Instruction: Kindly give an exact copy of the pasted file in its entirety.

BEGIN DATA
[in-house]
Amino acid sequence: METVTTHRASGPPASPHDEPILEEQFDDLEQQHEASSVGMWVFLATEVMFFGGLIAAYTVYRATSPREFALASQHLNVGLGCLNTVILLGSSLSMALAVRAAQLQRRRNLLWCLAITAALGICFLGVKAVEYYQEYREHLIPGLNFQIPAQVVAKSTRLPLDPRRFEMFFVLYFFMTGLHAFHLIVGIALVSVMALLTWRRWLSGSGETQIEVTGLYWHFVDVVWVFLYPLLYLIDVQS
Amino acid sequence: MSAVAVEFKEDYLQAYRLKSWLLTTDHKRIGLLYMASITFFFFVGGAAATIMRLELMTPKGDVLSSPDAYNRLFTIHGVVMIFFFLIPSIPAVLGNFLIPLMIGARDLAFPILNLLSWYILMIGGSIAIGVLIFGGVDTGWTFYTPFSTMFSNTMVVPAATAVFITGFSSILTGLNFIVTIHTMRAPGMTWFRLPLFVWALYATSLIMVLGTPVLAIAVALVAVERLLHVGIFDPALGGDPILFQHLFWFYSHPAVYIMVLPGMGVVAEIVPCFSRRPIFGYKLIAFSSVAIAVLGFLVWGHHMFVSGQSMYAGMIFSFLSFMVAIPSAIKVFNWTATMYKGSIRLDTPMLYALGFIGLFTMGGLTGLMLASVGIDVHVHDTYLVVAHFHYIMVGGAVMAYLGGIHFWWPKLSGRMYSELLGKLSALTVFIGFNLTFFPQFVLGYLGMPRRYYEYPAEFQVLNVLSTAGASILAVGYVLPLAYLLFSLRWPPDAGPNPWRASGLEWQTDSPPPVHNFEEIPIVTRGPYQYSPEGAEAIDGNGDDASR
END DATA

[in-house]
Amino acid sequence: METVTTHRASGPPASPHDEPILEEQFDDLEQQHEASSVGMWVFLATEVMFFGGLIAAYTVYRATSPREFALASQHLNVGLGCLNTVILLGSSLSMALAVRAAQLQRRRNLLWCLAITAALGICFLGVKAVEYYQEYREHLIPGLNFQIPAQVVAKSTRLPLDPRRFEMFFVLYFFMTGLHAFHLIVGIALVSVMALLTWRRWLSGSGETQIEVTGLYWHFVDVVWVFLYPLLYLIDVQS
Amino acid sequence: MSAVAVEFKEDYLQAYRLKSWLLTTDHKRIGLLYMASITFFFFVGGAAATIMRLELMTPKGDVLSSPDAYNRLFTIHGVVMIFFFLIPSIPAVLGNFLIPLMIGARDLAFPILNLLSWYILMIGGSIAIGVLIFGGVDTGWTFYTPFSTMFSNTMVVPAATAVFITGFSSILTGLNFIVTIHTMRAPGMTWFRLPLFVWALYATSLIMVLGTPVLAIAVALVAVERLLHVGIFDPALGGDPILFQHLFWFYSHPAVYIMVLPGMGVVAEIVPCFSRRPIFGYKLIAFSSVAIAVLGFLVWGHHMFVSGQSMYAGMIFSFLSFMVAIPSAIKVFNWTATMYKGSIRLDTPMLYALGFIGLFTMGGLTGLMLASVGIDVHVHDTYLVVAHFHYIMVGGAVMAYLGGIHFWWPKLSGRMYSELLGKLSALTVFIGFNLTFFPQFVLGYLGMPRRYYEYPAEFQVLNVLSTAGASILAVGYVLPLAYLLFSLRWPPDAGPNPWRASGLEWQTDSPPPVHNFEEIPIVTRGPYQYSPEGAEAIDGNGDDASR